Advisers warned not to underestimate FASEA exam

Financial advisers and accountants who are required to complete the mandatory Financial Adviser Standards and Ethics Authority (FASEA) exam have been warned not to underestimate its difficulty despite it being an open-book assessment in areas related to compliance.

The warning came from Macquarie technical advice services head David Barrett as part of a webinar detailing the requirements of FASEA’s education standards.

“Don’t be fooled by open-book exams. As someone who has sat nearly 30 open-book exams, I find them harder than closed-book exams because it is easier to get distracted by thinking you can find answers from the materials taken into the exam, but instead you usually end up wasting time,” Barrett said.

He warned advisers who had never sat an open-book exam that it would trip up many of them and encouraged them to prepare well beforehand.

“The adviser exam is probably the biggest hurdle you will be facing in the short term and has the potential to trip up a lot of advisers, and I would recommend taking advantage of any practice exams and coaching,” he said.

“The technique you take into the exam will be critical in getting through it and I would expect that some advisers will not pass the first time round, so giving yourself time to resit the exam will be critical as well.”

When it released its Adviser Exam Standard in late 2018, FASEA stated it would schedule two sittings of the exam in 2019 and six sittings in 2020, with a minimum three-month waiting period between each attempt of the exam by an adviser.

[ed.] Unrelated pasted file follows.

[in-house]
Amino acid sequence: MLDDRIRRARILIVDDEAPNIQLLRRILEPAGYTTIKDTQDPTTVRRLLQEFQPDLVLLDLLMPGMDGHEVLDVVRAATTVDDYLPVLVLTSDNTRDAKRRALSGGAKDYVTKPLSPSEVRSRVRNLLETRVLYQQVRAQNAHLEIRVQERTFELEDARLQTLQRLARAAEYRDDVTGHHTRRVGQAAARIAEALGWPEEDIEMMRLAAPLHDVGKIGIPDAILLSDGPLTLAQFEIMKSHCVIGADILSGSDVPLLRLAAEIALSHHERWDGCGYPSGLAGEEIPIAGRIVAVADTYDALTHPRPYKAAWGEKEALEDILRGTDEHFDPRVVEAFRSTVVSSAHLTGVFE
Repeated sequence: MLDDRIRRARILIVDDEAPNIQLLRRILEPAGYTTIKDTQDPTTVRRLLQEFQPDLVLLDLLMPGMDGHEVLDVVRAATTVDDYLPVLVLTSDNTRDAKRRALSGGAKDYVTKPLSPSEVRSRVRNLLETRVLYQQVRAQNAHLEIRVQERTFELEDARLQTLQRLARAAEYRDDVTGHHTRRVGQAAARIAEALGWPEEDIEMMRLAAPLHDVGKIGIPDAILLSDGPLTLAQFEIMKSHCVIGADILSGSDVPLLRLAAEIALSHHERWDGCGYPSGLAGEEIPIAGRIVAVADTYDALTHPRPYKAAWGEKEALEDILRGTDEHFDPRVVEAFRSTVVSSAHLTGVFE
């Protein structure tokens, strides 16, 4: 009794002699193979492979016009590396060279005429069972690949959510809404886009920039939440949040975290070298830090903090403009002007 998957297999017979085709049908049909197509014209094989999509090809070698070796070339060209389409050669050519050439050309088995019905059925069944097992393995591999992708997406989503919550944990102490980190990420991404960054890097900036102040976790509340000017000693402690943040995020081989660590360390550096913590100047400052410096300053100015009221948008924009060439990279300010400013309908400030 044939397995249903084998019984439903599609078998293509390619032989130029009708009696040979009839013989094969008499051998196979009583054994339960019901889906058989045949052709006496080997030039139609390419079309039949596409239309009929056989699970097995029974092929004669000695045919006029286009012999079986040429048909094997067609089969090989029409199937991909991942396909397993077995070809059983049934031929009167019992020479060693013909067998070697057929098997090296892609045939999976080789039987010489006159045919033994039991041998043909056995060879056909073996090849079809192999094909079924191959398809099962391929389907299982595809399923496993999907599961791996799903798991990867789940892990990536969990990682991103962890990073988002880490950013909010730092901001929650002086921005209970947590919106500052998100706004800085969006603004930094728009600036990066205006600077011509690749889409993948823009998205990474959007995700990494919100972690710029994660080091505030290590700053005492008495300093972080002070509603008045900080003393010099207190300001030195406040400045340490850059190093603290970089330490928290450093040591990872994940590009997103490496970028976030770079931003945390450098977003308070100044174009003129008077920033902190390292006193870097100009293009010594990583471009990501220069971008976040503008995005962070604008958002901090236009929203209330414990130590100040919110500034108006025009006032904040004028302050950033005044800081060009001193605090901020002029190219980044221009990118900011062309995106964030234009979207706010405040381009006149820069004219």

Barrett highlighted while there was no explicit limit to the amount of times the exam could be undertaken, the FASEA timetable imposed an implicit limit of four to five attempts before advisers had to pass the exam by 1 January 2021.

“The ramifications of not getting through the exam by that date is that an adviser will not be able to provide advice and will need to go through the new entrant pathway to become an adviser again, which would be a diabolical result for someone who already has a lot of experience in the industry,” he said.

“Don’t underestimate the importance of this exam in that context because if you have not passed by the deadline, you will be shown as non-compliant on the ASIC adviser register and treated as new entrant.”

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